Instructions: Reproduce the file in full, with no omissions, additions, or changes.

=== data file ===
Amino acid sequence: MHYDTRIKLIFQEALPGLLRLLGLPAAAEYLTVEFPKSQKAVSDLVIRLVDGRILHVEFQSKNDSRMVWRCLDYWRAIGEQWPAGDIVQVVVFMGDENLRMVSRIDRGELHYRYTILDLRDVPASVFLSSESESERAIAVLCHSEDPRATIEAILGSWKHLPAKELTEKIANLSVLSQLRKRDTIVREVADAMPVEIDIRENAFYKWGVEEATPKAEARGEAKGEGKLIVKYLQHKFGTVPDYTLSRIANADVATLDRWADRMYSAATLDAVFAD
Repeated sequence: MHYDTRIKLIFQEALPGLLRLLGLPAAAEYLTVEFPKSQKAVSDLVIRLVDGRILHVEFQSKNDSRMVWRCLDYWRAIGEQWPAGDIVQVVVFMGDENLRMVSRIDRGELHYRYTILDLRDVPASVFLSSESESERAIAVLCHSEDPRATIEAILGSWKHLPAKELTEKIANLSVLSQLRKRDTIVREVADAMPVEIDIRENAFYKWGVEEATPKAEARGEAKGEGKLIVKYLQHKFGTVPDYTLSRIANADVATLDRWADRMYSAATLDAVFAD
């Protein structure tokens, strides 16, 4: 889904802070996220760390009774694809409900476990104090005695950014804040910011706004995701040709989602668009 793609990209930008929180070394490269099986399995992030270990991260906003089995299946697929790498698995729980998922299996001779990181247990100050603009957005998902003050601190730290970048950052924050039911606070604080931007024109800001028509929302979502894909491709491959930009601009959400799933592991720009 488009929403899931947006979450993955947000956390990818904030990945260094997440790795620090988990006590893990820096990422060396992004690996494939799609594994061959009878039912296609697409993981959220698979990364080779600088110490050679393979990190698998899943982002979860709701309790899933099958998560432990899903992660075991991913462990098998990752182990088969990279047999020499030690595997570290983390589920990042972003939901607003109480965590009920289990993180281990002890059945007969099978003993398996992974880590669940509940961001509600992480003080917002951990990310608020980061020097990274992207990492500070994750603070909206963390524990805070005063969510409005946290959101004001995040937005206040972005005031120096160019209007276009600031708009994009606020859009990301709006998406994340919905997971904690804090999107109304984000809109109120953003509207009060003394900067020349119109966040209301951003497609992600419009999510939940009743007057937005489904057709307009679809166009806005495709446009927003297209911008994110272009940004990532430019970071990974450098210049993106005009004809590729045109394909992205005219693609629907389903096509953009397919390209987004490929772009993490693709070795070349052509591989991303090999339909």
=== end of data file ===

Amino acid sequence: MHYDTRIKLIFQEALPGLLRLLGLPAAAEYLTVEFPKSQKAVSDLVIRLVDGRILHVEFQSKNDSRMVWRCLDYWRAIGEQWPAGDIVQVVVFMGDENLRMVSRIDRGELHYRYTILDLRDVPASVFLSSESESERAIAVLCHSEDPRATIEAILGSWKHLPAKELTEKIANLSVLSQLRKRDTIVREVADAMPVEIDIRENAFYKWGVEEATPKAEARGEAKGEGKLIVKYLQHKFGTVPDYTLSRIANADVATLDRWADRMYSAATLDAVFAD
Repeated sequence: MHYDTRIKLIFQEALPGLLRLLGLPAAAEYLTVEFPKSQKAVSDLVIRLVDGRILHVEFQSKNDSRMVWRCLDYWRAIGEQWPAGDIVQVVVFMGDENLRMVSRIDRGELHYRYTILDLRDVPASVFLSSESESERAIAVLCHSEDPRATIEAILGSWKHLPAKELTEKIANLSVLSQLRKRDTIVREVADAMPVEIDIRENAFYKWGVEEATPKAEARGEAKGEGKLIVKYLQHKFGTVPDYTLSRIANADVATLDRWADRMYSAATLDAVFAD
């Protein structure tokens, strides 16, 4: 889904802070996220760390009774694809409900476990104090005695950014804040910011706004995701040709989602668009 793609990209930008929180070394490269099986399995992030270990991260906003089995299946697929790498698995729980998922299996001779990181247990100050603009957005998902003050601190730290970048950052924050039911606070604080931007024109800001028509929302979502894909491709491959930009601009959400799933592991720009 488009929403899931947006979450993955947000956390990818904030990945260094997440790795620090988990006590893990820096990422060396992004690996494939799609594994061959009878039912296609697409993981959220698979990364080779600088110490050679393979990190698998899943982002979860709701309790899933099958998560432990899903992660075991991913462990098998990752182990088969990279047999020499030690595997570290983390589920990042972003939901607003109480965590009920289990993180281990002890059945007969099978003993398996992974880590669940509940961001509600992480003080917002951990990310608020980061020097990274992207990492500070994750603070909206963390524990805070005063969510409005946290959101004001995040937005206040972005005031120096160019209007276009600031708009994009606020859009990301709006998406994340919905997971904690804090999107109304984000809109109120953003509207009060003394900067020349119109966040209301951003497609992600419009999510939940009743007057937005489904057709307009679809166009806005495709446009927003297209911008994110272009940004990532430019970071990974450098210049993106005009004809590729045109394909992205005219693609629907389903096509953009397919390209987004490929772009993490693709070795070349052509591989991303090999339909």